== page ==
If you wish to obtain a wax effect from a company seal you can use self adhesive wafers which are designed to look like wax. The wafer is simply placed on the paper before embossing, then emboss in the centre of the wafer and the raised image is more defined as would occur with a wax seal. Company seal wafers are typically supplied in red (to look like wax) or gold.

Various types of company seal
Company seals are available in two formats.

The cheapest seal is a plier type seal which has two dies, one on each side of the plier. As the plier is squeezed, with paper between the pincers, the two dies come together and emboss the paper. This plier type company seal offers an economical and portable way of sealing documents but is limited in its reach from the edge of paperwork and is unable to emboss a satisfactory image into thicker paper.

The more robust option is the lever type company seal. This seal has one die on its base and a second attached to lever above the base. Paper is inserted over the base and the lever is compressed thus embossing the paper. As the force created by the lever is much greater than the plier type seal the lever company seal can emboss thick paper and card. Lever company seals are available in various finishes so can be kept on a desk adding a professional look to your work environment.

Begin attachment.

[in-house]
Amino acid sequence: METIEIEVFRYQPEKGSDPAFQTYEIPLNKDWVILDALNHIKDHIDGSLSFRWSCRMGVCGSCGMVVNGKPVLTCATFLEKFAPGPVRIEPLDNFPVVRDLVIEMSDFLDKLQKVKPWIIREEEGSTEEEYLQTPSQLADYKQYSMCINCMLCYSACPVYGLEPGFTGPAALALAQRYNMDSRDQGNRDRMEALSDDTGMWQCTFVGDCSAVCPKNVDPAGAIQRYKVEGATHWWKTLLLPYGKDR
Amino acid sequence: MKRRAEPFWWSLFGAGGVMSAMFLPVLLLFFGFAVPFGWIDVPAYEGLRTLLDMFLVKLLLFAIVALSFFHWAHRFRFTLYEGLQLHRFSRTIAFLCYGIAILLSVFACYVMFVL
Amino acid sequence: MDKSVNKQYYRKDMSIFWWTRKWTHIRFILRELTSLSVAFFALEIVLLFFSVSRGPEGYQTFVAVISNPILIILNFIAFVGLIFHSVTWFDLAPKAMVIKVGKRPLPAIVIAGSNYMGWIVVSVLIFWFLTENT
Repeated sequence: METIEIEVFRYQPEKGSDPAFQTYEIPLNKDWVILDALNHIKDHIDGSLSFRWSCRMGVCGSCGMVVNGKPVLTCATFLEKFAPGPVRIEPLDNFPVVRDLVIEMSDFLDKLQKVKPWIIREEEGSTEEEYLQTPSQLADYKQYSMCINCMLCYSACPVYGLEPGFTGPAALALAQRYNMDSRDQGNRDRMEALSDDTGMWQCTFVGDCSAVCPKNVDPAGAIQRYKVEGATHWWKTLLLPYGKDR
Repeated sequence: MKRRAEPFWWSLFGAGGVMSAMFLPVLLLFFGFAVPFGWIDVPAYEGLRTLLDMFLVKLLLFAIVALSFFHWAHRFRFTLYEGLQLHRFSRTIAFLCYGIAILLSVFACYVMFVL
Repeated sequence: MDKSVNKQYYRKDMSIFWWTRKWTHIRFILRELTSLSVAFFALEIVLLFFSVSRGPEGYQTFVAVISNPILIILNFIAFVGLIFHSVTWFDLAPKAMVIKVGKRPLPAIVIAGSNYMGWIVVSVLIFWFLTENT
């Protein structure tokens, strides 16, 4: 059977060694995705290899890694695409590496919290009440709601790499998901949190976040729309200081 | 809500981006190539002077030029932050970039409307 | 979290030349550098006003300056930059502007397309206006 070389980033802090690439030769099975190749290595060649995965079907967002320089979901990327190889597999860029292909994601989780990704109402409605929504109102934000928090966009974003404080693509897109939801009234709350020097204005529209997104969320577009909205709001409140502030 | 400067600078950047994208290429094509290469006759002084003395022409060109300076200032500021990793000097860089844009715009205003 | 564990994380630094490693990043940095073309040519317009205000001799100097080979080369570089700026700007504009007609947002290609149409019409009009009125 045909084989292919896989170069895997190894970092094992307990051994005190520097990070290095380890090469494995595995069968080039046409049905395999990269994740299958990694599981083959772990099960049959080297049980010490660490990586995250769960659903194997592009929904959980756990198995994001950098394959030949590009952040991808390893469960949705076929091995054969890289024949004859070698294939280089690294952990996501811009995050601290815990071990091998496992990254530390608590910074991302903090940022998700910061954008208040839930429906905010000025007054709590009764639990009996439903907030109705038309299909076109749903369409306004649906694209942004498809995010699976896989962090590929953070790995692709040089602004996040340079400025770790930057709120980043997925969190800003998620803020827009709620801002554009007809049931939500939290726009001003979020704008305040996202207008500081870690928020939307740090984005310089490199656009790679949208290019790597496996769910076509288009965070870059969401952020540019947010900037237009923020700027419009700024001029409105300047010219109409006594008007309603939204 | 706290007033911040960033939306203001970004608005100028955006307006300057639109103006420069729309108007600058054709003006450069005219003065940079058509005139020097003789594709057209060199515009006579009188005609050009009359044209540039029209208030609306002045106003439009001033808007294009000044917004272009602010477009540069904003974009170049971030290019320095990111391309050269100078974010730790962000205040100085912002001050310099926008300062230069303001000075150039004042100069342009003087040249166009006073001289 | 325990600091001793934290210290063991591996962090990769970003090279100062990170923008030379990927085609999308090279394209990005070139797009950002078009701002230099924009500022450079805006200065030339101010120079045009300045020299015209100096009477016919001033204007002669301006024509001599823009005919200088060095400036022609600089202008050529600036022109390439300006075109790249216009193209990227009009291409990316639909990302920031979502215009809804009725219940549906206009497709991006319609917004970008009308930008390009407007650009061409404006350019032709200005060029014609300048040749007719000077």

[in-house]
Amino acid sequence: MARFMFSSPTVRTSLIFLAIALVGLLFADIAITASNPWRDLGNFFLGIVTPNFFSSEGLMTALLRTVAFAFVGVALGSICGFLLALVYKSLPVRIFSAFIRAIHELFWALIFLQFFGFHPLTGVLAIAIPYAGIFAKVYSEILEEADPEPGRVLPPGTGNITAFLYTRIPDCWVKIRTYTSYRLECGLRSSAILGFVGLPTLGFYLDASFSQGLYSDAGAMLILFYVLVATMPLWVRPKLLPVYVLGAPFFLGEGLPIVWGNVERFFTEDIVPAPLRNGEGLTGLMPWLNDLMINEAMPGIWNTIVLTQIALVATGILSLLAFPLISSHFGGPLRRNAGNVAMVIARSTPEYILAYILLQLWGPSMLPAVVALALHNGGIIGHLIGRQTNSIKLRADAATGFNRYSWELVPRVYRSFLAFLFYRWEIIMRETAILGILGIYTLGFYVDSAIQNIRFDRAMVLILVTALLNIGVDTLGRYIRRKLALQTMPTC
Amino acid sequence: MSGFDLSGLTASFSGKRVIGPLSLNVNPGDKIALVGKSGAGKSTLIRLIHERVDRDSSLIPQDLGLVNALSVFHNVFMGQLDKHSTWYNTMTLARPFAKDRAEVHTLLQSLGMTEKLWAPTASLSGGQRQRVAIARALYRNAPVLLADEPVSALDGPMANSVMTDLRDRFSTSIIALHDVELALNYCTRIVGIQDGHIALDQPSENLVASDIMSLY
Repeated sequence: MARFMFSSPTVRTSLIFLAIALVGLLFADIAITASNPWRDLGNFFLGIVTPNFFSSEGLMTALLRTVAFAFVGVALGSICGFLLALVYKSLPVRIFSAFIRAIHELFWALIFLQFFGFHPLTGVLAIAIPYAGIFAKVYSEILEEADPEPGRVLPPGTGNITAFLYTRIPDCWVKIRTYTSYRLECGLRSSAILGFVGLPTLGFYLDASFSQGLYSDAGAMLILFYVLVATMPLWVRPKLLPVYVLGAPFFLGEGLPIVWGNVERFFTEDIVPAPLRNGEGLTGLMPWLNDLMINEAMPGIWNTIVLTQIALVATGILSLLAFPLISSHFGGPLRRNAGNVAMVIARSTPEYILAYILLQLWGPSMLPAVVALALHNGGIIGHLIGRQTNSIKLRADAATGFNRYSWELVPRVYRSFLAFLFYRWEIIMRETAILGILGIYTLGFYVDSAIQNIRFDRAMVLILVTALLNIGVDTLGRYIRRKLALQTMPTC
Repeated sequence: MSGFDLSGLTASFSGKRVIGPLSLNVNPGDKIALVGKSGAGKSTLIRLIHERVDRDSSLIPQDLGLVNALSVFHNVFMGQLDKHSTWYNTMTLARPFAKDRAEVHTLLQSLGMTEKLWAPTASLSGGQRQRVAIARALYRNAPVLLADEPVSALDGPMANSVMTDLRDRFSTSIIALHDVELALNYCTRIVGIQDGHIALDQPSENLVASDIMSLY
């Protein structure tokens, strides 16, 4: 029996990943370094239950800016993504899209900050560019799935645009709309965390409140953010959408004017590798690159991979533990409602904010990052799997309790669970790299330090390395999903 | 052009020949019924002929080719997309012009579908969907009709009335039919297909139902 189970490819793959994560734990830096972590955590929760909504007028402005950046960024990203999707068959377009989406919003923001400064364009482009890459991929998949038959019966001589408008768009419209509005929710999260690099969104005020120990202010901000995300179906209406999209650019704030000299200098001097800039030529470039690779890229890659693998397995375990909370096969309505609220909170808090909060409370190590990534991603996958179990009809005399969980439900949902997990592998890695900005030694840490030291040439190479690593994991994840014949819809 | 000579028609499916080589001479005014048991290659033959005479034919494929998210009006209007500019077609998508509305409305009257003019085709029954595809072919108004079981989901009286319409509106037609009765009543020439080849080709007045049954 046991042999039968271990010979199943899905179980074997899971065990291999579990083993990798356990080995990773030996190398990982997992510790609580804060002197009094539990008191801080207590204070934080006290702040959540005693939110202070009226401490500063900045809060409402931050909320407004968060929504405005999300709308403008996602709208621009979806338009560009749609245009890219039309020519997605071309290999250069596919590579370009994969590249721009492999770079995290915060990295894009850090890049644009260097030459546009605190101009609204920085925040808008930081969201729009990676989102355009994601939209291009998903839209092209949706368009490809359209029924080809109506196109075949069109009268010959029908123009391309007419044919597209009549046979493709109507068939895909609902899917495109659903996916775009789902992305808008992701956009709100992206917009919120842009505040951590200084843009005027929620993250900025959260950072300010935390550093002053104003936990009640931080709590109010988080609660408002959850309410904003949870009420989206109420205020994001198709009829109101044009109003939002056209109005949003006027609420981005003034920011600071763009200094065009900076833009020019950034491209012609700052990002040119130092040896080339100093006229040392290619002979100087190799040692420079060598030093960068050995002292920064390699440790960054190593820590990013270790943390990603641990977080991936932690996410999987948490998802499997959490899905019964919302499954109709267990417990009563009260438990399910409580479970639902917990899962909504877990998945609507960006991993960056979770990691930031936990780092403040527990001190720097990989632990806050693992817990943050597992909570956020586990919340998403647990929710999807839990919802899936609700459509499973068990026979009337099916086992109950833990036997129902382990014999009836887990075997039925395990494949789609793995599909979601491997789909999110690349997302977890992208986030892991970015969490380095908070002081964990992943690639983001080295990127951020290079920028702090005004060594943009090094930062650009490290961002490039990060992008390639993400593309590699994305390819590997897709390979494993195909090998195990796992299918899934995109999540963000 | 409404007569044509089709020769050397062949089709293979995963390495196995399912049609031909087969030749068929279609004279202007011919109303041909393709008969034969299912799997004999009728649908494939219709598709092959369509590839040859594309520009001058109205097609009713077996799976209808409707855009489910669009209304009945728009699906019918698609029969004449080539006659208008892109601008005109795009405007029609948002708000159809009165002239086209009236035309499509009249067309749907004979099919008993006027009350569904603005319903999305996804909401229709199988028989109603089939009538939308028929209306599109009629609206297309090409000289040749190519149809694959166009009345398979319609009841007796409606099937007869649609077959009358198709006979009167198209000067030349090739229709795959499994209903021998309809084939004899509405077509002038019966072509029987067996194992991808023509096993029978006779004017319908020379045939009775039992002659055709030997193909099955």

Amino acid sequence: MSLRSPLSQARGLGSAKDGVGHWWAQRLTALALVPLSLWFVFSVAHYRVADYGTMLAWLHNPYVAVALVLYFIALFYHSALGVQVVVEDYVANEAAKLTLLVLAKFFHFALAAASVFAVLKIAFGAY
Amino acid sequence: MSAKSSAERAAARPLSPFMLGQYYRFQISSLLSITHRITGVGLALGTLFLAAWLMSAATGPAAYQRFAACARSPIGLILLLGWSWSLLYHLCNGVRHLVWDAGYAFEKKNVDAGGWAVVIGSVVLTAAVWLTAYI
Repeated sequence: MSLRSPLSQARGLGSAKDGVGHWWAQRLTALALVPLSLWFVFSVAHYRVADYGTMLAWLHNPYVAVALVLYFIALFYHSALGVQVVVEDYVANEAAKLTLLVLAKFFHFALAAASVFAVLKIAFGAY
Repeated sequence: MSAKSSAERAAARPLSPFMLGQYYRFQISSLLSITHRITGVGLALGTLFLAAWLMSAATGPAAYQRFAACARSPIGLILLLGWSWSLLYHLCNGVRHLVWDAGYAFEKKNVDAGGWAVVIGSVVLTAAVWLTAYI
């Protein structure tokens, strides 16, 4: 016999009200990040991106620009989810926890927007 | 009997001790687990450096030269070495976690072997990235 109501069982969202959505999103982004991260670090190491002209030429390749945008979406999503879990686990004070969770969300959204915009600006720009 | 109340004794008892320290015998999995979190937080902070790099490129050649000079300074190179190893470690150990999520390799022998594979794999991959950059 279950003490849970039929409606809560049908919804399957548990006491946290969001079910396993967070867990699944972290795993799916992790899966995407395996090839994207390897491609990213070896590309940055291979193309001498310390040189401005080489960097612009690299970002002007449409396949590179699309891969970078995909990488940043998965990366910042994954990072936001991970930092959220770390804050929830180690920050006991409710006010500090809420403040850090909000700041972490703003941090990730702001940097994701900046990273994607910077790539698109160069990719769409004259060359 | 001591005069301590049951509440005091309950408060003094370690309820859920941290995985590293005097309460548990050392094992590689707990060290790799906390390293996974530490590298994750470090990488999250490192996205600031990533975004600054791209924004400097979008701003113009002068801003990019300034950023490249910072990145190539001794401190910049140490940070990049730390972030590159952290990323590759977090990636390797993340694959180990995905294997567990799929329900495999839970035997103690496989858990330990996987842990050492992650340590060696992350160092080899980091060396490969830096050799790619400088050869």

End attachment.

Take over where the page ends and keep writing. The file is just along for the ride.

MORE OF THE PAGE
Who uses company seals
Company seals are still widely used by limited companies in the UK to emboss the company name and number on important documents. Although not legally required they do give a professional finish to important contracts and certificates.

Professionals such as Notary Publics and solicitors also use them to seal documents they have signed with their name and often a unique logo.

Anyone can use a company seal and it does not have to contain information relevant to a company, this is just the most common use.

Where to obtain a company seal
The most common supplier of company seals in the UK are company formation agents as it goes hand in hand with company formation services. A plier type company seal containing just text (no logo) can be obtained for less than £20.

Author Bio